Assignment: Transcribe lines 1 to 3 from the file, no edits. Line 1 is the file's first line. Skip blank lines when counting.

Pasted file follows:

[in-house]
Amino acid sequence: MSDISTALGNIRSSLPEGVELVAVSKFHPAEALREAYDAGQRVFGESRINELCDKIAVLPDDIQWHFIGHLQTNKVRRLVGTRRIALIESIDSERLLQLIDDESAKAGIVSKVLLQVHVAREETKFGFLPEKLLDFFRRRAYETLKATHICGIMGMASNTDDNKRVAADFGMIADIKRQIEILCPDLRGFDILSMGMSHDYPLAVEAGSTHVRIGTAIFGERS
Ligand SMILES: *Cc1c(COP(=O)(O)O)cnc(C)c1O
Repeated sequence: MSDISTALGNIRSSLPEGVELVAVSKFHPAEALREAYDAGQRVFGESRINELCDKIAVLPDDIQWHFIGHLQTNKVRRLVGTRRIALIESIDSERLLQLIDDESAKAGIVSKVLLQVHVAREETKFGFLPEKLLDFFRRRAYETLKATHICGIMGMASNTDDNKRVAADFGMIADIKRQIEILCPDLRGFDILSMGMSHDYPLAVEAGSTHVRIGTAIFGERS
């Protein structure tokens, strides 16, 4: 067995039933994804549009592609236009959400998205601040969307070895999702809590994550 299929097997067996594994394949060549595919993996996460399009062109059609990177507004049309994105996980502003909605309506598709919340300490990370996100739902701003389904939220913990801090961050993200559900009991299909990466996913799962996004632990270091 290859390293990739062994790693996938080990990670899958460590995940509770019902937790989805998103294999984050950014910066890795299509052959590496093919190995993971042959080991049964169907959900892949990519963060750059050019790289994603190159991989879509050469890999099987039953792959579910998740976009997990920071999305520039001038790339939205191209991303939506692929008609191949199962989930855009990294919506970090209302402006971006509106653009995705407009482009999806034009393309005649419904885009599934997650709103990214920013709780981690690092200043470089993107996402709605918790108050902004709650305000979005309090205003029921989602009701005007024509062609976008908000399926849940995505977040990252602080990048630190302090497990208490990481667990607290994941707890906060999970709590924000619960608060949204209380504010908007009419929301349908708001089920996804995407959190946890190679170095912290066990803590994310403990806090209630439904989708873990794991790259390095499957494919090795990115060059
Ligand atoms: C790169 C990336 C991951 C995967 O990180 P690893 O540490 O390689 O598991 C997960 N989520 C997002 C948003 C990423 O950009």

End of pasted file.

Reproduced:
[in-house]
Amino acid sequence: MSDISTALGNIRSSLPEGVELVAVSKFHPAEALREAYDAGQRVFGESRINELCDKIAVLPDDIQWHFIGHLQTNKVRRLVGTRRIALIESIDSERLLQLIDDESAKAGIVSKVLLQVHVAREETKFGFLPEKLLDFFRRRAYETLKATHICGIMGMASNTDDNKRVAADFGMIADIKRQIEILCPDLRGFDILSMGMSHDYPLAVEAGSTHVRIGTAIFGERS
Ligand SMILES: *Cc1c(COP(=O)(O)O)cnc(C)c1O